283F Introduction to Asian American Literature.
Examination of themes, forms, and history of literary production by people of Asian descent in the United States. We will survey translated and English-language works by Asian American writers of varying ethnic affiliations, including Chinese, Japanese, Filipino, Korean, Indian, and others. We’ll explore how each writer negotiates a relationship with a particular cultural heritage, as well as confronts the racial, cultural, and political formations of the U.S.. Authors include Maxine Hong Kingston, Carlos Bulosan, John Okada, the Angel Island poets, and others. Prerequisite, One course in literature. (post-1900) (Same as English and Creative Writing 283.) Yao.
310S Media Form and Theory.
Investigates the impact of mass media on American society in order to more clearly understand the problems of living in a world dominated by media technology. Examines relationships between various components of the media process, focusing on how media alters our understanding of politics, persons and communities. Prerequisite, one course in communication, government or sociology. (Same as Communication 310.) Phelan.
Media Theory and Visual Culture.
We are bombarded with images, in myriad forms, on a daily basis. How do we interpret and analyze them? What is the relationship between an online advertisement for a movie and the movie itself, between a television program and a video game? An overview of contemporary media theory as it relates to visual culture in the 21st century. Readings will include seminal works in psychoanalytic theory, cultural studies, semiotics, postmodern theory, new media studies and visual studies. (Same as Cinema and New Media Studies 325.) Maximum enrollment, 12.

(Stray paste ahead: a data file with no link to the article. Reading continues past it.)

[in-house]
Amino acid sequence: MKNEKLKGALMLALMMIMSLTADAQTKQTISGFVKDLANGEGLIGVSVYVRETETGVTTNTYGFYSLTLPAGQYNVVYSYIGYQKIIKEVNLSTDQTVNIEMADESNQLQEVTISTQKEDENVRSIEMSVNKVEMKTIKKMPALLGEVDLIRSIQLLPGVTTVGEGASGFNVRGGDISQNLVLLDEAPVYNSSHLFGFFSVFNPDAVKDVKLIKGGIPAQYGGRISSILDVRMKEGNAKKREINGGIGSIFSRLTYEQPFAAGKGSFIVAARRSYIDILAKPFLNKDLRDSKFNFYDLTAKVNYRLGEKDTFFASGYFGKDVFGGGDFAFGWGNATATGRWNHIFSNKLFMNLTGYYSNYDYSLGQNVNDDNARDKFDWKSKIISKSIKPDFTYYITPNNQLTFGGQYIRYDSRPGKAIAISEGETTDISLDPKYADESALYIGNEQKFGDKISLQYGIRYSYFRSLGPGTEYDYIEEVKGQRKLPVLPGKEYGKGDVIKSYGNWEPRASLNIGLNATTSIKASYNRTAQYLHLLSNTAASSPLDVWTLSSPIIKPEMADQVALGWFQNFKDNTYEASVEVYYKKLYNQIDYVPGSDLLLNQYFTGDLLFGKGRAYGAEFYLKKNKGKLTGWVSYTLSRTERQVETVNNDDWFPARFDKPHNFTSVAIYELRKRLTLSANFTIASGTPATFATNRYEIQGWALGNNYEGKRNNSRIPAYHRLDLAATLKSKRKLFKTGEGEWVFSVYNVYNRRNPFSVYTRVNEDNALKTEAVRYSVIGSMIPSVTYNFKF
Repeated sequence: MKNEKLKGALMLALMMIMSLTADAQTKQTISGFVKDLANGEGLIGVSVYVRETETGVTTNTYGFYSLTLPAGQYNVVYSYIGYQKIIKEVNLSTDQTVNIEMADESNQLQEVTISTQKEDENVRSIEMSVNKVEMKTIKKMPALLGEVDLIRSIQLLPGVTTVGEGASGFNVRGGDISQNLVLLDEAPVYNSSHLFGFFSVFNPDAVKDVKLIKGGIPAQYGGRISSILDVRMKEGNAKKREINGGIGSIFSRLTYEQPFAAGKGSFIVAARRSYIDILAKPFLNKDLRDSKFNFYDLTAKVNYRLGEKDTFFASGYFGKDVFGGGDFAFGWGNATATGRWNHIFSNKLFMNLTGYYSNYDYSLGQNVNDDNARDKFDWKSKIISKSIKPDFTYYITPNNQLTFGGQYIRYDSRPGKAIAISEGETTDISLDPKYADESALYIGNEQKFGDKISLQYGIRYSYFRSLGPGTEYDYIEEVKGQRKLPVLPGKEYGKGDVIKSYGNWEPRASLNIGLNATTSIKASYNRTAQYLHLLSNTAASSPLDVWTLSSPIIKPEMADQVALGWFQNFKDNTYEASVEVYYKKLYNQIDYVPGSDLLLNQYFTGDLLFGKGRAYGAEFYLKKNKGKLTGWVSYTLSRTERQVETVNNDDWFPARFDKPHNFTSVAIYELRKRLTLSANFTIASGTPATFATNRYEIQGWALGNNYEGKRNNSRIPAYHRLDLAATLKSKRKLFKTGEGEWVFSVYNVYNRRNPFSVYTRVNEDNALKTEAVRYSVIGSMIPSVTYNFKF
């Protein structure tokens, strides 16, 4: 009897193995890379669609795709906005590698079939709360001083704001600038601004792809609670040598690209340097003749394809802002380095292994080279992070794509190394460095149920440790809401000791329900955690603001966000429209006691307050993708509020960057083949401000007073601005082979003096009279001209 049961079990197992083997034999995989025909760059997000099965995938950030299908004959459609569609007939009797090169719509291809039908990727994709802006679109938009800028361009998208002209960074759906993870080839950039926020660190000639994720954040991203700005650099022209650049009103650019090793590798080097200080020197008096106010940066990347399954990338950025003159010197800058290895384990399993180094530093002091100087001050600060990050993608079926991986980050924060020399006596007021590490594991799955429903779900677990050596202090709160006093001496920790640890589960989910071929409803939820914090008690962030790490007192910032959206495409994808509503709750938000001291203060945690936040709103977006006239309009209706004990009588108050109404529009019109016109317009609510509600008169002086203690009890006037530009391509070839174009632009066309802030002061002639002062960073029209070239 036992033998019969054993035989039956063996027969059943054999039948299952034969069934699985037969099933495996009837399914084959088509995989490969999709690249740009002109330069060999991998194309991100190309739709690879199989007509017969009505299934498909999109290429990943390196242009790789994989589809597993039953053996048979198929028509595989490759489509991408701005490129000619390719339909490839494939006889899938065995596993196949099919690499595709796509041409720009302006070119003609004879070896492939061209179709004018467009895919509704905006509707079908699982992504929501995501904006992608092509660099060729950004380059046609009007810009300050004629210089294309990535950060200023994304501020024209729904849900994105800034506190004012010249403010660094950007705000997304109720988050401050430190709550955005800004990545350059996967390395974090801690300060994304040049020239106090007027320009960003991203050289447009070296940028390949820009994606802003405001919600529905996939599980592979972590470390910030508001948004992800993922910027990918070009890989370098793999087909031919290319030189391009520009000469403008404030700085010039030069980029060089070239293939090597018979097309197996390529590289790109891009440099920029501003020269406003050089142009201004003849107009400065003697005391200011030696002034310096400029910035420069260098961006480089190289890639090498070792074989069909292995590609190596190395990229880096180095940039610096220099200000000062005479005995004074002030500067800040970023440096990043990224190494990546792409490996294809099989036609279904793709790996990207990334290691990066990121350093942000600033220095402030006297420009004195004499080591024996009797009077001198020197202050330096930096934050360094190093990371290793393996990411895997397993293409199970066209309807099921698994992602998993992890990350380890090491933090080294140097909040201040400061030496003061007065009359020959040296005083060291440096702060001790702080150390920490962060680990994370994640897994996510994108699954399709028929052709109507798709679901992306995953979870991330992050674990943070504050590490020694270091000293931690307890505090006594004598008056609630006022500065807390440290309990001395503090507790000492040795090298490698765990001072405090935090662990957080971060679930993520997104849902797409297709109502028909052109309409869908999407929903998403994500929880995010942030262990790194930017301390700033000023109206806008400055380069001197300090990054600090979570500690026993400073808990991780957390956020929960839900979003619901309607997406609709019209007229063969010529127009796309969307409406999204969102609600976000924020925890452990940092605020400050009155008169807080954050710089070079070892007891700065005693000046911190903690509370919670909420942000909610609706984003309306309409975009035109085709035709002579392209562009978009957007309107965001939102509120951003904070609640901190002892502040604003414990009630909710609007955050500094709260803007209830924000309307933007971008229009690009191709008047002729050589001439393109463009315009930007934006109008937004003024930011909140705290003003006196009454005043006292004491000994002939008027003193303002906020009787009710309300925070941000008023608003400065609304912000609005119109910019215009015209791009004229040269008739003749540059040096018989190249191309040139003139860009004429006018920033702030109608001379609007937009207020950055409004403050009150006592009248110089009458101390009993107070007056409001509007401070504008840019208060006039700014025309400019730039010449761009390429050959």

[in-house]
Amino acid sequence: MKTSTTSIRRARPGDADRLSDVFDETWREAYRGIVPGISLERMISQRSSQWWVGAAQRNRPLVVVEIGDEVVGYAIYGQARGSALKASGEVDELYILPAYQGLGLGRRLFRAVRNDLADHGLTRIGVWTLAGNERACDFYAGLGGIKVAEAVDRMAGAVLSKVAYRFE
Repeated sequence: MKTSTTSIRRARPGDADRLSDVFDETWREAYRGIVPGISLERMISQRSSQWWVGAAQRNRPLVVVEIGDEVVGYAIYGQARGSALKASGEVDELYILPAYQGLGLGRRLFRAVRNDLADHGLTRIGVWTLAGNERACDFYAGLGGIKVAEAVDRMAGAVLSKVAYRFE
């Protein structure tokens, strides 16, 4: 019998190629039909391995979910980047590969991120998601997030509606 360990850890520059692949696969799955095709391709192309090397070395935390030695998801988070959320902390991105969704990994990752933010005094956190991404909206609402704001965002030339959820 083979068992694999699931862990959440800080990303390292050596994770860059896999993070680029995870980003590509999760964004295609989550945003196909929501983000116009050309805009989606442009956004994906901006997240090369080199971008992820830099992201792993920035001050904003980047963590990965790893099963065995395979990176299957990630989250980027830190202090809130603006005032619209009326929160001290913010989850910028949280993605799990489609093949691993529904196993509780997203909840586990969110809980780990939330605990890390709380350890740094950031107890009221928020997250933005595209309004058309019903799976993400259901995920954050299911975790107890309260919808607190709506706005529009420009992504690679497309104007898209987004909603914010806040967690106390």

Religion in the United States: Pluralism, Change, Tradition.
A look at the history of the religious life of the United States within Hamilton College's geographic region. From the Onondaga traditions through 19th-century Utopian communities, to present day religious practices of immigrants from Italy, Bosnia, Thailand and elsewhere, this course relies on several site visits to the buildings and lands that various communities have considered sacred. This course has a service learning component (Project SHINE). (Same as Religious Studies 327.) Maximum enrollment, 12.
Digital History and New Media: Theories and Praxis.
Focuses on the process of creating digital history and the impact of digital media technologies on the theory and practice of U.S. history and critical race theory, broadly defined. Readings, labs/workshops and discussions address the philosophy and practice of digital history, questioning how digital tools and resources are enabling and transforming analysis both in traditional print scholarship, and in emerging digital scholarship across the humanities. Maximum enrollment, 12.
Seminar: Written on the Wall: 20th-Century American Prison Writing.